Ranbir Kapoor once again slipped into his role easily and really hit the bull’s eye with his comic timing. Aishwarya Rai was sincere despite her half-written character. So incomplete a character that it seems Johar got tired of her. Anushka Sharma is easily the best of the top-billed cast. She grabs your attention in almost all of her scenes. I really didn’t know what Fawad Khan was doing in the film and going by his performance, neither did he. Lisa Haydon stole a scene with her act and Imran Abbas was ‘also there’ (it was hilarious to watch him dance). Alia Bhatt had a cameo of a cameo. Shah Rukh Khan had one scene and owned it with his charm and dialogue. Niranjan Iyengar and Johar’s dialogues were awful. They were good in some places but seemed utterly unoriginal otherwise. There were also too many revisitations of other Dharma films. Pritam did a fine job with the music, except the opening riff of Bulleya. Amitabh Bhattacharya’s lyrics were beautiful. The editing was a little abrupt and shoddily done. Anil Mehta once again showcases his abundance of talent as a cinematographer. This is perhaps his brightest film in terms of colours. He brought the locations alive with his work. The problem lay in the story. It seemed like a half-hearted attempt at writing one. The comical bits stayed comical but the drama should have been more real and more in substance. Johar’s direction was also off the mark, though not as much as his writing. He seemed to be in many minds about scenes and the film suffered. Also, half the budget seems to have been blown on buying rights for classic songs. Wish there had been more of a time- and mind-based investment on the script.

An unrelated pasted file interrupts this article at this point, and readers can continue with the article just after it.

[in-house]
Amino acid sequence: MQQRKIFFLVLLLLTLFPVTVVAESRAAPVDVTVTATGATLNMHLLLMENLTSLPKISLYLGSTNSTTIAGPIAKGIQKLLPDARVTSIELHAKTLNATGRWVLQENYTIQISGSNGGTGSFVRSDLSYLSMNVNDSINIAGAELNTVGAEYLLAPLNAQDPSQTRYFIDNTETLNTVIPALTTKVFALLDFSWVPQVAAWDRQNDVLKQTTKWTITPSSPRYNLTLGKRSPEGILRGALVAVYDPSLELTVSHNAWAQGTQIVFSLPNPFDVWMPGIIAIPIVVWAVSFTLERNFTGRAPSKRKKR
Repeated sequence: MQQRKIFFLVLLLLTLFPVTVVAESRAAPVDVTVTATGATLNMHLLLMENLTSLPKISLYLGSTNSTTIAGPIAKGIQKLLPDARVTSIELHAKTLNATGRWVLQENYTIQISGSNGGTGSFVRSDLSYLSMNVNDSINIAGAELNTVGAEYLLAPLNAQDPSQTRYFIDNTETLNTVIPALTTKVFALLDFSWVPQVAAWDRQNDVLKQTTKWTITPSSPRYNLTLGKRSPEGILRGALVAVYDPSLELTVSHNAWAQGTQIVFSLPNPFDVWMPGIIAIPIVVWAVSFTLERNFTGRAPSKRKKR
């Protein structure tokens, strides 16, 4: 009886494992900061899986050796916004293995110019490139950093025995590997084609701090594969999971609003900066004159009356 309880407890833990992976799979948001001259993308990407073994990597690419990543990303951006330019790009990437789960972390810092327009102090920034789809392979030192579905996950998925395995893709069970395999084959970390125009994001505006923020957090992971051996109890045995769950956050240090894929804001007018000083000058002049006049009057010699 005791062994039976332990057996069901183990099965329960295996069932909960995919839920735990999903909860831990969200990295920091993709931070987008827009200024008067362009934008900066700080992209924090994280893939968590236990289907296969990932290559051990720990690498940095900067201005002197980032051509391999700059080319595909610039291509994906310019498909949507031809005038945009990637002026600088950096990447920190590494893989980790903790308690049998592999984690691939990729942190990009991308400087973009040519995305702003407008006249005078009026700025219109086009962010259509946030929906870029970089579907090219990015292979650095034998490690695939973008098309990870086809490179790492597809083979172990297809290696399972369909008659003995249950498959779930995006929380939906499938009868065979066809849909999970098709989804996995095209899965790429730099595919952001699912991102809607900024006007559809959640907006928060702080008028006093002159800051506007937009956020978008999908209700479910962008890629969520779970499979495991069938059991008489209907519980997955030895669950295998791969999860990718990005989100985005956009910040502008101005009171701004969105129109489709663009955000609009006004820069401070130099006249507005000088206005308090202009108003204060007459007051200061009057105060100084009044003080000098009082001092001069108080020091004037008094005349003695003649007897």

All in all, not the worst film in the world but not a must-watch either. Basically, you might as well watch this if you can watch a Salman Khan film. Fortunately not as bad as K3GK2H2, and SOTY. 

Ae Dil Hai Mushkil: 2/5


Tamasha: A Spectacular Spectacle